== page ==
Criminal Justice , incarceration, This paper is about the prison systems today and how they came to be.

Essay by juliet2047714College, UndergraduateA, January 2004

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Criminal Justice


Prisonis an institution designed to securely house people who have been convicted of crimes. These such people are known as prisoners or inmates and are kept in an ongoing custody for a certain amount of time. The type of crime decides the length of the sentence. For some such crimes (i.e. murder) individuals may be sentenced to a lifetime imprisonment. In order for an individual to be incarcerated, they have to be accused of violating criminal law and then tried and found convicted in a jury of their peers. Then the now offender will be given a sentence for a specific punishment. Depending on the nature of the crime and whether or not it is a first offense decides if the punishment will be probation or incarceration in a prison or jail.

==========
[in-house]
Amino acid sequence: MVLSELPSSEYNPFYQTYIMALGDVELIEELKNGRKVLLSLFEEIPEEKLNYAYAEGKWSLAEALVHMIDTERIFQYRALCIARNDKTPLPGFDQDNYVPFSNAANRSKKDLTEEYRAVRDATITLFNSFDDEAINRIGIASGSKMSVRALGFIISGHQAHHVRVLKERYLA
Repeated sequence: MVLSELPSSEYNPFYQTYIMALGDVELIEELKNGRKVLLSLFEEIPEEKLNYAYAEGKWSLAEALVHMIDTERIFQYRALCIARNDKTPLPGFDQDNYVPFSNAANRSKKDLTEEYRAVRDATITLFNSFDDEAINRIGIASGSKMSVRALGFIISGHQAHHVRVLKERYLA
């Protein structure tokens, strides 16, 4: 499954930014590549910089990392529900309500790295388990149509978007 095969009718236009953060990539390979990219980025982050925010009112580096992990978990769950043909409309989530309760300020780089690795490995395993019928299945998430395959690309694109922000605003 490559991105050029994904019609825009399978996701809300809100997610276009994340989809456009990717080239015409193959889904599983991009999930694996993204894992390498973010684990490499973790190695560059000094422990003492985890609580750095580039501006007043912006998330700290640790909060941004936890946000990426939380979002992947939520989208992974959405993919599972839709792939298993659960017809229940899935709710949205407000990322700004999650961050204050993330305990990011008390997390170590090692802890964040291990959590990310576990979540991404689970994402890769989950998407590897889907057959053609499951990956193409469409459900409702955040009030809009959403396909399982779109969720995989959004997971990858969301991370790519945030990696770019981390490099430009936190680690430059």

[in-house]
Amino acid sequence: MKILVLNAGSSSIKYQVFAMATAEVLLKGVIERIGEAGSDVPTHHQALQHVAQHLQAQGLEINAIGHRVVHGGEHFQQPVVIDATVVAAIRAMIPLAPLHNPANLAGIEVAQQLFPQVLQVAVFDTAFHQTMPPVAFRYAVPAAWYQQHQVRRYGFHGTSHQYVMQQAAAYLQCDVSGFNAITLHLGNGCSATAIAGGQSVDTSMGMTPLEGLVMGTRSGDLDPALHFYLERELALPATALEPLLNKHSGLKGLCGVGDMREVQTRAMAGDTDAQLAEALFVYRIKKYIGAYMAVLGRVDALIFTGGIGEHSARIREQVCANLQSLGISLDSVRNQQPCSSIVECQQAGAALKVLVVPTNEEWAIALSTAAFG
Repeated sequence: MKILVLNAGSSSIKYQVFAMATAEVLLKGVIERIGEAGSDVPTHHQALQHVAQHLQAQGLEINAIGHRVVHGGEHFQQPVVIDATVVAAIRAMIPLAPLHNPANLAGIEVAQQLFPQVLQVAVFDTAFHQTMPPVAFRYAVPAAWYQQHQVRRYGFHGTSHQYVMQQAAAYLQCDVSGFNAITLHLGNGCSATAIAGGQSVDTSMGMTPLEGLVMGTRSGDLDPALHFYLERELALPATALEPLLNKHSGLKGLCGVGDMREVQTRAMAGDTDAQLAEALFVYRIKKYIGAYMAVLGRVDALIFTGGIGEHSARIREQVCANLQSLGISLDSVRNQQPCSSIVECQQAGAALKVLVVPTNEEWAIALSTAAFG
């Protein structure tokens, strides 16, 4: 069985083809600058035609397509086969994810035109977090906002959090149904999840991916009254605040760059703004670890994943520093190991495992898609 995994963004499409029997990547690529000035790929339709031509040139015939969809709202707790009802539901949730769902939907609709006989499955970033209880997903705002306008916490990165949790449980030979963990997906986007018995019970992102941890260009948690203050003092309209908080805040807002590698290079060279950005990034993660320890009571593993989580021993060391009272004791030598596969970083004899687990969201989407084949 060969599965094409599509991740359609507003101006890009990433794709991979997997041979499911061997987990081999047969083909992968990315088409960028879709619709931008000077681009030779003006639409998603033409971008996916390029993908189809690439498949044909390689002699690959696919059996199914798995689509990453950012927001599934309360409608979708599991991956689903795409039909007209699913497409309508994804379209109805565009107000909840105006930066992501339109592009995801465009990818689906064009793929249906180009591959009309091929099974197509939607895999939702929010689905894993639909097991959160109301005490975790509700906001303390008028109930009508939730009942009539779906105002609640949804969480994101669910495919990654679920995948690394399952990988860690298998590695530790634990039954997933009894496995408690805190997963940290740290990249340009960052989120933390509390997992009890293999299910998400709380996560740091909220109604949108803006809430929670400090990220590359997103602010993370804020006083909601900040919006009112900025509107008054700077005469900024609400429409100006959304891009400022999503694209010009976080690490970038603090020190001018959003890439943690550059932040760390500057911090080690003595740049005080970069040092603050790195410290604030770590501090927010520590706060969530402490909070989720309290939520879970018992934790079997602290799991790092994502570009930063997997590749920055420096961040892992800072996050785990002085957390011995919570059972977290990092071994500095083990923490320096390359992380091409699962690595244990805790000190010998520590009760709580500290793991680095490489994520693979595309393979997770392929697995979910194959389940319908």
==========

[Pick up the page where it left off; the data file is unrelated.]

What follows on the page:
According to historians, temples were used as sanctuaries before the concept of prisons evolved. They were used for the accused to flee to, but if they were unable to make it to one, they were to be punished by the accuser, which sometimes ended in death (Kosof, 1995, pp.19).

According to Encarta online Encyclopedia, the existence of prisons originated in ancient Rome and Greece. The first place of confinement, Mamertine Prison, was constructed in the 7th century B.C. in Rome. It was mainly many tunnels of dungeons under the sewers. Small, miserable chambers held criminals for short periods of time (Paragraph 1).

Instead of incarcerating the serious offenders, England began transporting of criminals. England's first deportation law was passed in 1597, allowing them to send the worse criminals to the Americas (Kosof, 1995, pp.20).

After the American Revolution, transporting of criminals was no longer allowed, so Britain began using 'convict ships'. They were even worse conditions. Many felons died on the sea. These ships were...